The problem: the 10GB root filesystem is running out of space
Here's an example to illlustrate the problem. Alon launches a Small type server via the TurnKey Hub. After a couple of months Alon notices that space on his root filesystem has almost run out.
# df Filesystem 1K-blocks Used Available Use% Mounted on /dev/sda1 10321208 9082472 714448 92% / none 843604 124 843480 1% /dev none 880692 0 880692 0% /dev/shm none 880692 56 880636 1% /var/run none 880692 0 880692 0% /var/lock none 880692 0 880692 0% /lib/init/rw /dev/sda2 153899044 192072 145889348 1% /mnt
The problem is that there is only 10GB in the server's root filesystem. The server has an additional 160GB of instance storage attached to /mnt.
So how does Alon move data to instance storage?
Limitations: instance storage is ephemeral, use EBS-backed volumes for persistent storage
Before you stop or destroy an instance, please make sure to backup any data you want to keep (e.g,. using TKLBAM).
Instance storage is guaranteed to be available only as long as an instance is running on the same physical host. That means you can rely on instance storage not to be deleted so long as you don't stop or destroy the server. You can still reboot because rebooting doesn't move an instance to a different physical server.
In other words:
For EBS-backed instances: instance storage survives reboots but doesn't survive if you stop an instance or destroy it. This is because stopping an EBS-backed instance detaches it from the physical host. When you restart your server (e.g., a year later) it will probably be resurrected on an entirely different physical host.
For S3-backed instances: instance storage survives reboots but doesn't survive if you destroy the server.
Create EBS volumes: If you want to create storage volumes that survive a server being stopped or destroyed please create an appropriately sized EBS volume. Note that Amazon charges $0.10/month per GB for EBS volumes compared with instance storage which is free. Once you attach an EBS volume to a server you can move data from the root filesystem to the EBS volume as described below, except you'll be using a different path (e.g., /media/ebs/869c3f instead of /mnt).
Find out what is taking up space on your server
The ncdu program is a quick and easy way to find out what is eating up disk space on any Linux system. You can install and run it on TurnKey like this:
apt-get install ncdu cd / ncdu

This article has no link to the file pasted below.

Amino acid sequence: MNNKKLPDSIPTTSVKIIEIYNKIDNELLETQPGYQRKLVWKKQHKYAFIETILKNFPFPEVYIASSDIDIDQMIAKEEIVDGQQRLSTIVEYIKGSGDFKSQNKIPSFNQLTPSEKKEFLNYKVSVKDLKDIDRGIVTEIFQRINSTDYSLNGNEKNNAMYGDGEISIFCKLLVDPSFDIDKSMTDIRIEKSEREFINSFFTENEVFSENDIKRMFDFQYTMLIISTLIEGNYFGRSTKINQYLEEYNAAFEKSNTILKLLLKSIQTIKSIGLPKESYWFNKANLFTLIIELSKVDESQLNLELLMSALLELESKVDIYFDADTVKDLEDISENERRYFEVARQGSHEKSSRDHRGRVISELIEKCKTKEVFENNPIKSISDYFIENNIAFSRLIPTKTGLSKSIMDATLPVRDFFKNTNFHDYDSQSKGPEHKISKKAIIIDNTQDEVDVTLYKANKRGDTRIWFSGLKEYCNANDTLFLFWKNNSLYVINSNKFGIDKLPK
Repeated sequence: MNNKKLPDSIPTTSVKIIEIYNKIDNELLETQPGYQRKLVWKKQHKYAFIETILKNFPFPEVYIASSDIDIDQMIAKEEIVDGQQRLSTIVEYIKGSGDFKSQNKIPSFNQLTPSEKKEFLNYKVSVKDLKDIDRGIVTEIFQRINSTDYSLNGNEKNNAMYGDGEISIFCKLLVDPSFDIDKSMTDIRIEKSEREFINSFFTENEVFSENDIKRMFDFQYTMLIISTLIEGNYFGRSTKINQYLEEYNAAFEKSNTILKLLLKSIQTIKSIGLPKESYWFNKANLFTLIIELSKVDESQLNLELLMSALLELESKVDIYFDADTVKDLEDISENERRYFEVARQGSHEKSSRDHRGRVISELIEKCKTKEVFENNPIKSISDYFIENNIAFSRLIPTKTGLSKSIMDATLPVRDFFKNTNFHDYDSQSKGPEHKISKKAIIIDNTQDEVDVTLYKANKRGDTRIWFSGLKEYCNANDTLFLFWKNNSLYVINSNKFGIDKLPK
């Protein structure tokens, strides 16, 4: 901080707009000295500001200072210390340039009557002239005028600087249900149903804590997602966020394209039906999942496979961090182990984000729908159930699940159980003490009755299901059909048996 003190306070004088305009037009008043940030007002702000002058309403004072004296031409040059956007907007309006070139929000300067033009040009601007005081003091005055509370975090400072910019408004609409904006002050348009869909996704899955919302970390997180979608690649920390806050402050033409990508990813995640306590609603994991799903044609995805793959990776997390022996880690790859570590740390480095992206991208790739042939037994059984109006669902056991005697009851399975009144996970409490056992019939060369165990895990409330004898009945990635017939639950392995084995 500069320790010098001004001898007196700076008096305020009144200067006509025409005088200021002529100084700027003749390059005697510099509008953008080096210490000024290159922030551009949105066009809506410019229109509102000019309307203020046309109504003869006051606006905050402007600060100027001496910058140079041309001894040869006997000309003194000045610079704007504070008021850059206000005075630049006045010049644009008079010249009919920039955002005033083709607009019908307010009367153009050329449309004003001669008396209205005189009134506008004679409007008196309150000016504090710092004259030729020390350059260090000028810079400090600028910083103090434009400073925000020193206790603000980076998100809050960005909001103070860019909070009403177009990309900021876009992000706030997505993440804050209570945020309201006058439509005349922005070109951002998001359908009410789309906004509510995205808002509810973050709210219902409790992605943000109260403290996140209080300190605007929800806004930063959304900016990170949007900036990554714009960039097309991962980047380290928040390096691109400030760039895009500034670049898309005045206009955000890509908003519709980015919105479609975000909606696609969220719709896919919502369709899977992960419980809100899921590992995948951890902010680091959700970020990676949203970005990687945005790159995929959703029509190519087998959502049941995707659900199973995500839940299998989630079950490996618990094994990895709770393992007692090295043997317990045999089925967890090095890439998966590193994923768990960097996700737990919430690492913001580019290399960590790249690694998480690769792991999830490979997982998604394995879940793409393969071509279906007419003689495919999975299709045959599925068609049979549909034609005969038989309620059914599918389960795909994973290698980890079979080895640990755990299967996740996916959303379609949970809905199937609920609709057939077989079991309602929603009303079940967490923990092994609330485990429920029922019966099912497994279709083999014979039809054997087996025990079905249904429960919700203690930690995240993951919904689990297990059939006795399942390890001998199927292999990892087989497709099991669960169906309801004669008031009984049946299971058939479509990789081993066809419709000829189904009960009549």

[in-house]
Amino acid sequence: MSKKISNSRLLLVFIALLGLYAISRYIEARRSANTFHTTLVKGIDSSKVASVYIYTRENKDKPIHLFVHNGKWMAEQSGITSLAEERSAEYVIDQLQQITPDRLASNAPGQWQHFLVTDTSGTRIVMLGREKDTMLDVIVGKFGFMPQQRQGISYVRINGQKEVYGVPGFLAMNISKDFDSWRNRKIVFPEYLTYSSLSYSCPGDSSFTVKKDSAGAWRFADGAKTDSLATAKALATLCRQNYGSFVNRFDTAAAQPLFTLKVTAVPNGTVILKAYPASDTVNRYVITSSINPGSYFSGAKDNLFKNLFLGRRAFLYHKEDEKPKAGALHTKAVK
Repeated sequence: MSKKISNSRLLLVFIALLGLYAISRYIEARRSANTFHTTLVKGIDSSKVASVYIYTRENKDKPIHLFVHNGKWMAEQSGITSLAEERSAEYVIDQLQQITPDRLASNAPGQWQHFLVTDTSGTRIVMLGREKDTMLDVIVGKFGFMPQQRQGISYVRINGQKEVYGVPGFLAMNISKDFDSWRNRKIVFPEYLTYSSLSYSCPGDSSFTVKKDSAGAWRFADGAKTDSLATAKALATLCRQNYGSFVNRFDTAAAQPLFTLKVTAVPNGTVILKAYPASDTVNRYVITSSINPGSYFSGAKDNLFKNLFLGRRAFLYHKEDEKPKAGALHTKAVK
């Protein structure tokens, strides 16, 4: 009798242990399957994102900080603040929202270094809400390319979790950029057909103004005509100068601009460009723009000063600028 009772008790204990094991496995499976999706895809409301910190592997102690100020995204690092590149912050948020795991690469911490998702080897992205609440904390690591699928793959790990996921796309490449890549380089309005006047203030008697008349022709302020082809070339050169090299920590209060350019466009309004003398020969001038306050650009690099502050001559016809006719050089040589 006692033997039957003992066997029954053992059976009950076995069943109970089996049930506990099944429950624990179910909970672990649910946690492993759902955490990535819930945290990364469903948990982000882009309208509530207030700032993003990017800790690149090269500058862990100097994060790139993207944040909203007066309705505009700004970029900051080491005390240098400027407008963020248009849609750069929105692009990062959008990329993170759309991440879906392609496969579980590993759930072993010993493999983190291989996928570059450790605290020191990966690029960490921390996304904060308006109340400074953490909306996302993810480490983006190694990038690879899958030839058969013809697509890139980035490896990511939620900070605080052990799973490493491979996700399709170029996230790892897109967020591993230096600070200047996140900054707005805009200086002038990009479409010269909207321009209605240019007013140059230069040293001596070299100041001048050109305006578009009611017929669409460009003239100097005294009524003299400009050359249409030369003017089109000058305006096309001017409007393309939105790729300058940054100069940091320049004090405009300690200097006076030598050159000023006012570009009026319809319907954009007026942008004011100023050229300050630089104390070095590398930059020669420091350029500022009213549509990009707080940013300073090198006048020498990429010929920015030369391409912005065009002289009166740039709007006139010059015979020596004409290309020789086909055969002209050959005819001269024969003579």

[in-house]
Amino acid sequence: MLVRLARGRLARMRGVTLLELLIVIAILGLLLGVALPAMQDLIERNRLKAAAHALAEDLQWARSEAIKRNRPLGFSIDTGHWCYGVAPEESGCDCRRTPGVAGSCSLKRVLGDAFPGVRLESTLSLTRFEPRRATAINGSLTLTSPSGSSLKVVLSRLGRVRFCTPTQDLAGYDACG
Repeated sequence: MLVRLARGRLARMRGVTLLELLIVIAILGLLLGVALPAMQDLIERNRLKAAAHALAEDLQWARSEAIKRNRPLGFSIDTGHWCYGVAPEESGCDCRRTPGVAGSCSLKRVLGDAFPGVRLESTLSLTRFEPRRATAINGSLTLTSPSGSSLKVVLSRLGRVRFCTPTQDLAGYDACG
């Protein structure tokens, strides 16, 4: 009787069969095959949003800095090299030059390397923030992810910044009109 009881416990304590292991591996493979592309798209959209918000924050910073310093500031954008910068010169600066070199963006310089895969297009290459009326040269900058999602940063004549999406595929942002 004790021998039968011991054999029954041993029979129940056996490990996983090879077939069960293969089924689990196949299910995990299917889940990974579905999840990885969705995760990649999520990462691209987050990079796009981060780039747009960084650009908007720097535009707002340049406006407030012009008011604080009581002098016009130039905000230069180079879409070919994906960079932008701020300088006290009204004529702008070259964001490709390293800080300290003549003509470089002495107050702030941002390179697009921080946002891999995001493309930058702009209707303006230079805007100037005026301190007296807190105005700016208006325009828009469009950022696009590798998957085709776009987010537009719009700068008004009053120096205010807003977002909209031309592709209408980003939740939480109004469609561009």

As you can see in this example /home is our main disk space hog so that's the directory we will move to instance storage.
The solution: moving directories to instance storage
To move his home directory to instance storage Alon is going to copy it over to /mnt and then configure his server to bind /mnt/home to /home. Like this:
mv /home /mnt mkdir -p /home echo /mnt/home /home bind bind,nobootwait 0 0 >> /etc/fstab mount /home
/etc/fstab is the file the server uses to keep tabs on the filesystem. We added a line to the fstab so that our filesystem reconfiguration survives reboot. We've added the nobootwait flag so that the machine boots even if due to some kind of error the system can't find /mnt/home. Otherwise the system could hang. As you can see above editing the file by hand is very simple but if you don't feel comfortable using the command line you can also configure filesystems using Webmin:
Go to: System -> Disk and Network Filesystems -> Add mount. Type: Loopback filesystem (bind)
Warning: Webmin doesn't move over your data when you reconfigure the filesystem. So if you already have data in /home you'll want to move it first:
mv /home /mnt mkdir -p /home
After moving his /home directory to /mnt Alon once again has plenty of space on his root filesystem:
# df Filesystem 1K-blocks Used Available Use% Mounted on /dev/sda1 10321208 714448 9082472 8% / none 843604 124 843480 1% /dev none 880692 0 880692 0% /dev/shm none 880692 56 880636 1% /var/run none 880692 0 880692 0% /var/lock none 880692 0 880692 0% /lib/init/rw /dev/sda2 153899044 8560097 137521323 5% /mnt